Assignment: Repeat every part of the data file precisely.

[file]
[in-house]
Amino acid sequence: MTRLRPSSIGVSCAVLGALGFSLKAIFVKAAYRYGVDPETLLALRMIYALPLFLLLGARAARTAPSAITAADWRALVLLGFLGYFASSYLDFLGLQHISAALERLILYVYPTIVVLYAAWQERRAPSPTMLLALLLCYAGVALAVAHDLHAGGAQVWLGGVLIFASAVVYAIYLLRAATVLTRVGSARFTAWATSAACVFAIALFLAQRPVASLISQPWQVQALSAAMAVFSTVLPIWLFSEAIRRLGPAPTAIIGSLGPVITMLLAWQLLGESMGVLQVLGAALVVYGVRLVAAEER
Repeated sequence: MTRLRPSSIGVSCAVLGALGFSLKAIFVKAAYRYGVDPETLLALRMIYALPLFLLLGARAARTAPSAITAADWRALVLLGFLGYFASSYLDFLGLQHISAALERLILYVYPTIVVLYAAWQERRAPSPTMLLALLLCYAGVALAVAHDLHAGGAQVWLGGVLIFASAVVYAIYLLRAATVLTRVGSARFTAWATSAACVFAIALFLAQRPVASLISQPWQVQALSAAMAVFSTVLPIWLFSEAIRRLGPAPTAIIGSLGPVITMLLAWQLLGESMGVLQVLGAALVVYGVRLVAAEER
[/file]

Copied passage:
[in-house]
Amino acid sequence: MTRLRPSSIGVSCAVLGALGFSLKAIFVKAAYRYGVDPETLLALRMIYALPLFLLLGARAARTAPSAITAADWRALVLLGFLGYFASSYLDFLGLQHISAALERLILYVYPTIVVLYAAWQERRAPSPTMLLALLLCYAGVALAVAHDLHAGGAQVWLGGVLIFASAVVYAIYLLRAATVLTRVGSARFTAWATSAACVFAIALFLAQRPVASLISQPWQVQALSAAMAVFSTVLPIWLFSEAIRRLGPAPTAIIGSLGPVITMLLAWQLLGESMGVLQVLGAALVVYGVRLVAAEER
Repeated sequence: MTRLRPSSIGVSCAVLGALGFSLKAIFVKAAYRYGVDPETLLALRMIYALPLFLLLGARAARTAPSAITAADWRALVLLGFLGYFASSYLDFLGLQHISAALERLILYVYPTIVVLYAAWQERRAPSPTMLLALLLCYAGVALAVAHDLHAGGAQVWLGGVLIFASAVVYAIYLLRAATVLTRVGSARFTAWATSAACVFAIALFLAQRPVASLISQPWQVQALSAAMAVFSTVLPIWLFSEAIRRLGPAPTAIIGSLGPVITMLLAWQLLGESMGVLQVLGAALVVYGVRLVAAEER